Opinion: Harry and Meghan are out. Why couldn’t the palace make this work?
The message from Buckingham Palace to Queen Elizabeth’s grandson, Prince Harry, and his wife, Meghan Markle, was clear: You’re in or you’re out. There is no part-time work for royals. Harry and Meghan chose out.
That’s kind of sad. And surprising. What — they couldn’t all work this out?
I get it that, barely two years into a marriage that was supposed to signal a breathtaking infusion of modernity into the British royal family, the couple was sick of the tabloid coverage. But not all the news coverage of them has been bad. Otherwise, they wouldn’t be the international celebrities that they are.
I would have advised Meghan to return to England after her and Harry’s extravagantly long Christmas break in Vancouver and give it another go, for a year. Then reassess. Instead, they came back, dropped the bombshell that they wanted to work part time as royals and spend half the year outside Britain. And Meghan immediately returned to Canada — which she obviously knew she was going to do, because she left their baby, Archie, there (with a nanny and a close friend).
But once they did announce they wanted to be royals on their own schedule (what my colleague, Patt Morrison, called having their “royal gateau” and eating it, too), why couldn’t the palace figure out a way to do that? It can’t be that they just don’t want someone doing the job of opening hospitals and visiting community centers part time. It’s not like the palace is going to hire someone else to replace them.
The queen’s statement was like a heartbreaking farewell:
“Harry, Meghan and Archie will always be much loved members of my family,” she said. She concluded, “It is my whole family’s hope that today’s agreement allows them to start building a happy and peaceful new life.”
However, the palace has made it clear that they can’t represent the queen and keep their status and titles while they promote or advocate for whatever they choose.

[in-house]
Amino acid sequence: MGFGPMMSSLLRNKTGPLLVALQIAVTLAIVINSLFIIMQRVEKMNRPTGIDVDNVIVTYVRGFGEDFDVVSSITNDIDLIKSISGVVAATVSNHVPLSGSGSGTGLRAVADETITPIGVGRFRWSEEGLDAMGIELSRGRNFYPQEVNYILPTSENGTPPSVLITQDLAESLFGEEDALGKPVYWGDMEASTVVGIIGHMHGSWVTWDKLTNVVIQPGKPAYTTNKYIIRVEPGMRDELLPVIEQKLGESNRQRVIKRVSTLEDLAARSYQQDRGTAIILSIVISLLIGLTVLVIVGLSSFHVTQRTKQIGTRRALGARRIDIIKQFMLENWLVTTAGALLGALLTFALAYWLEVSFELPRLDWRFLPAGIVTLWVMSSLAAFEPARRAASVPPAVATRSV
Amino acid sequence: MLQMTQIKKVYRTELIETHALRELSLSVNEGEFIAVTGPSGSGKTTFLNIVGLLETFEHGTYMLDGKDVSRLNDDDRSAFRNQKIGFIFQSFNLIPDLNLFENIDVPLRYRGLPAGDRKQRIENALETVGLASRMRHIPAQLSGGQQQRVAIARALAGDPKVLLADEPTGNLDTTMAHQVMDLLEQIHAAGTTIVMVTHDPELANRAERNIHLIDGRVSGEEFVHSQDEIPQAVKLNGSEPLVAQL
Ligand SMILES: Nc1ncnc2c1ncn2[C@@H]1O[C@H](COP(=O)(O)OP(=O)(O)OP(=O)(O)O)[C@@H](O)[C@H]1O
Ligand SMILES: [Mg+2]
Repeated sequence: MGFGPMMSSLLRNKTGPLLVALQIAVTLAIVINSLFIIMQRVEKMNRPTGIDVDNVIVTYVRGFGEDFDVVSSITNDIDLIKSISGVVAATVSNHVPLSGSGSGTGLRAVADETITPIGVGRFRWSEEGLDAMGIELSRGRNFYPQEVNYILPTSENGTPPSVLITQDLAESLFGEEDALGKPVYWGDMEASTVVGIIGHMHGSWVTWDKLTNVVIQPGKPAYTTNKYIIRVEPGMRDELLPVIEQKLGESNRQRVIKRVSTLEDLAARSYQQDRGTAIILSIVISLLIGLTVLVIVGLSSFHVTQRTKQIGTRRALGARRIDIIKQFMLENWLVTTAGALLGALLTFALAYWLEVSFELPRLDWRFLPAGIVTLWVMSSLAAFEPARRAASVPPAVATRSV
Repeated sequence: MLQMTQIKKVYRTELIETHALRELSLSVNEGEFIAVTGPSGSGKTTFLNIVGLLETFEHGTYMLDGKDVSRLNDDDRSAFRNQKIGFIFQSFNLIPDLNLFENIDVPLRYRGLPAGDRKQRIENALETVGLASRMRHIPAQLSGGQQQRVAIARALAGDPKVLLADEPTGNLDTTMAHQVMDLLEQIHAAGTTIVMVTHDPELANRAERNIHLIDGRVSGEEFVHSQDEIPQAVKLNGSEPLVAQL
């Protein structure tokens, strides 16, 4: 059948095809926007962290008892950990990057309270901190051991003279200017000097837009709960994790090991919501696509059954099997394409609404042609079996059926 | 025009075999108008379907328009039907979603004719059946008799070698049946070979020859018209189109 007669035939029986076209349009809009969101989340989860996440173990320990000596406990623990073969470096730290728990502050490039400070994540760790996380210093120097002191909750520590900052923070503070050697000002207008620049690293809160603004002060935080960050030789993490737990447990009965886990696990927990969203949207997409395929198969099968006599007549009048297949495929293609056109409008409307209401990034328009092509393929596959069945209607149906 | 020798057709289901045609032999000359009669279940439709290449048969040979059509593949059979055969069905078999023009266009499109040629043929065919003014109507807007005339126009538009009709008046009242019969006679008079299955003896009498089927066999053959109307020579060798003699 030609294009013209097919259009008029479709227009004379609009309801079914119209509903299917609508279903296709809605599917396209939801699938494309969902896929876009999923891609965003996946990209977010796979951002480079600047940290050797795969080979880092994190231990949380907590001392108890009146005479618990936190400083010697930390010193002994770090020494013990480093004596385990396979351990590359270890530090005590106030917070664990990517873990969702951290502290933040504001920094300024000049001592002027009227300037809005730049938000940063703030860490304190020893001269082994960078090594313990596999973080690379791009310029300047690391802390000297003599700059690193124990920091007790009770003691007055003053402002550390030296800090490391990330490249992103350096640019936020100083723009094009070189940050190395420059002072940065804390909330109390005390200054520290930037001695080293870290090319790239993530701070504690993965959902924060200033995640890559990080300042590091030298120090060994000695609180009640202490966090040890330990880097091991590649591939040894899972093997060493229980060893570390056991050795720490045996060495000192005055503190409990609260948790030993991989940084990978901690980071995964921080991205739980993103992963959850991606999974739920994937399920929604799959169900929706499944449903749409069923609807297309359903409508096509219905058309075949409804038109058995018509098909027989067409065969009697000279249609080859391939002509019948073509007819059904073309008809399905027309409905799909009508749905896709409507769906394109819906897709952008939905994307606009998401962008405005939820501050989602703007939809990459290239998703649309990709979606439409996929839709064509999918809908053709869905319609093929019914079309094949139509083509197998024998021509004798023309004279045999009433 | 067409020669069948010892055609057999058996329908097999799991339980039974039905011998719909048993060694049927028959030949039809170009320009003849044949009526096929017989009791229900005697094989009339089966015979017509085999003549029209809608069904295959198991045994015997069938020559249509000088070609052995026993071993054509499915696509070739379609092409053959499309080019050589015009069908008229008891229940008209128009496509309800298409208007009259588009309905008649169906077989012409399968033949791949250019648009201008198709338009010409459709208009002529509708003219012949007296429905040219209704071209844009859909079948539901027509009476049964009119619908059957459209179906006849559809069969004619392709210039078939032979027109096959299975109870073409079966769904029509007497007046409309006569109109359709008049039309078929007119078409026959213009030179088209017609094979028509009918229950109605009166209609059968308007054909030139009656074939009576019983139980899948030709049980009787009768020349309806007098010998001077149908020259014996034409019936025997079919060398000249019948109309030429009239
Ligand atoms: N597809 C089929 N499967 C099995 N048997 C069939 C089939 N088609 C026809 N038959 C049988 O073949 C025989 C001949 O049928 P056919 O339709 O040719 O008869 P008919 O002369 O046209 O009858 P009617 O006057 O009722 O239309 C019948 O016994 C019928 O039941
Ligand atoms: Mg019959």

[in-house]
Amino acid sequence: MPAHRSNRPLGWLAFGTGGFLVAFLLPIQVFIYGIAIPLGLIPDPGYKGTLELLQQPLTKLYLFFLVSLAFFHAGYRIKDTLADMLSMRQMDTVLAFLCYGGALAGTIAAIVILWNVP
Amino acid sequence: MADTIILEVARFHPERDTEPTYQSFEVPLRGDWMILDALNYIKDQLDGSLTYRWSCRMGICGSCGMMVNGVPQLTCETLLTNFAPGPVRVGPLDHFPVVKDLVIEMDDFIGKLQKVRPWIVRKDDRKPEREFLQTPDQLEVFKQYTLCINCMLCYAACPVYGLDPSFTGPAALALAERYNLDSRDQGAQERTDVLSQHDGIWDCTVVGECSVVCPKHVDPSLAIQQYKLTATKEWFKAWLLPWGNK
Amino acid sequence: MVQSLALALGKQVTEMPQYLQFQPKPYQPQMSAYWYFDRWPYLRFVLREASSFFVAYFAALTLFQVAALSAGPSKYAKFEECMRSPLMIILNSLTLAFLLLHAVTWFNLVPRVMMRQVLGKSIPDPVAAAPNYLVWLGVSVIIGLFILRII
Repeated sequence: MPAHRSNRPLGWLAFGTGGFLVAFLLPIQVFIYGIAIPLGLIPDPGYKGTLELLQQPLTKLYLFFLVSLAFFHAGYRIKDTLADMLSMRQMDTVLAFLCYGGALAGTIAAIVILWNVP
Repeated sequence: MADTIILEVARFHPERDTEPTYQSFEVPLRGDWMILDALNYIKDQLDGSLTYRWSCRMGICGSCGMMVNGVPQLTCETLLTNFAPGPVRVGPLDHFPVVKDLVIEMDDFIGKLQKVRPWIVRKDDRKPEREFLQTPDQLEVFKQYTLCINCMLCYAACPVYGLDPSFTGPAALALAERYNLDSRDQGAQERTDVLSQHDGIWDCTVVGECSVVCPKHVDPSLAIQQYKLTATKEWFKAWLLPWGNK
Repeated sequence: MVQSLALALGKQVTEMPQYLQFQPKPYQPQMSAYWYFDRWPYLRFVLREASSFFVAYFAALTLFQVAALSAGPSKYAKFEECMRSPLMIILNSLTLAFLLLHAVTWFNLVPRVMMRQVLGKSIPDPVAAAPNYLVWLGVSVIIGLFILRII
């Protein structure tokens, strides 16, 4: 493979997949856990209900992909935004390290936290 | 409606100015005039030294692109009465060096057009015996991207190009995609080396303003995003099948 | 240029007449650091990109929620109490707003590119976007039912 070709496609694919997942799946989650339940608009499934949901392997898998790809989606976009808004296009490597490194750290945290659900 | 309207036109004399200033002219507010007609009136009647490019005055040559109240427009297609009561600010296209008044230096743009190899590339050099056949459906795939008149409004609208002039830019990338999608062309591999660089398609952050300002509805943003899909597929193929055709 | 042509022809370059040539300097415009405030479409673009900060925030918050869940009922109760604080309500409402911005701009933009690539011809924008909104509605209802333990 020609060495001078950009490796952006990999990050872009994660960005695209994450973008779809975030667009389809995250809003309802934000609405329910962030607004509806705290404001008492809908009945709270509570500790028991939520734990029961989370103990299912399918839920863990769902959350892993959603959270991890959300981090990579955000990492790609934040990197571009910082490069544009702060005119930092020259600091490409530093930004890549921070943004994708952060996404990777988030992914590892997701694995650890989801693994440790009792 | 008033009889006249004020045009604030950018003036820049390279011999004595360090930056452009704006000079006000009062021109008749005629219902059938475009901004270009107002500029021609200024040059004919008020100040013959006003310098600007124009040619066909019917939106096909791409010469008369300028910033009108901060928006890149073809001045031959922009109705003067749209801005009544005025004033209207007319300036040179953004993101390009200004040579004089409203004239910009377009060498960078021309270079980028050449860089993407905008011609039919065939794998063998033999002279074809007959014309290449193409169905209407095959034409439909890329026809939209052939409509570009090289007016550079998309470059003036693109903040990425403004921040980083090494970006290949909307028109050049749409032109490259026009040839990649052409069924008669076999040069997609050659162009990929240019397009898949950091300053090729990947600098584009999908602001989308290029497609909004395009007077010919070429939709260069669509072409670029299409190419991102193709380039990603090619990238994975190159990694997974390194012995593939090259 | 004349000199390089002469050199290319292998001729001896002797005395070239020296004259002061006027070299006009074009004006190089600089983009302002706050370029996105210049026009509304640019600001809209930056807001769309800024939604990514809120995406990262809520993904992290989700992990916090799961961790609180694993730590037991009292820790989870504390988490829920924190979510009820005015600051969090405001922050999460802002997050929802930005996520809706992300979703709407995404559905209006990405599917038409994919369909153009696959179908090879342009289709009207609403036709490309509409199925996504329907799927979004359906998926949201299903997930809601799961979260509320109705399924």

So they are giving up the use of their titles as royal highnesses (something they, reportedly, did want to keep), but they still get to call themselves the Duke and Duchess of Sussex. And Harry will give up his honorary military appointments. His work in the military and on behalf of the military has meant a lot to him, so that’s got to feel like a big loss. They will no longer be supported by public funds. That makes sense. And the couple is paying back the $3 million in public funds they spent to refurbish Frogmore Cottage, the house on the grounds of Windsor Castle that the queen gave them. They get to keep the crib, by the way.
So how will they make a living? That’s been the multimillion-dollar question from the start of all this. They will continue to be supported by Harry’s father, Prince Charles, possibly through his Duchy of Cornwall hereditary estate. Considering however many millions they have on their own (from Meghan’s career or, perhaps, from whatever inheritance Harry got from his late mother, Diana) and the millions that Charles has given them, these kids are not going to live paycheck to paycheck. But if they do want to make money on their own — as they have said they do — they are going to have to find something more profitable than licensing their pictures on mugs (although I would certainly buy a bunch) or something classier than sitting on the board of some controversial drug company. Where on that spectrum Meghan returning to acting or doing voice-over work fits remains to be seen. According to a statement from Buckingham Palace, the Sussexes “have made clear that everything they do will continue to uphold the values of Her Majesty.”
They will still advocate for the charities and the nonprofit groups they have been involved in.
Believe it or not, all this would be easier if Harry and Meghan truly renounced all the privileges and royal connections and said to his folks, “We want to work for nonprofits in Canada and Africa and live in a townhouse in Toronto, and we’ll see you at Christmas.” But that’s not what they seem to want. Ideally, they want to leverage the royal family brand and prestige for only the causes they choose on their own schedule — and live really well while they’re doing it. Who could blame them? That sounds good to me too.
But doing that is inextricably tied to being a working member of a publicly financed high-profile organization that owes the public something in return — high-visibility public appearances, in particular.
It will be fascinating to see how Harry and Meghan chart this new course. And here is one thing that neither the royal family nor the couple can escape: Harry is still a member of the royal family, sixth in line to the throne. He’s not disowning his family.
No matter what they do, we are all still interested in them. My guess is they’re counting on that.
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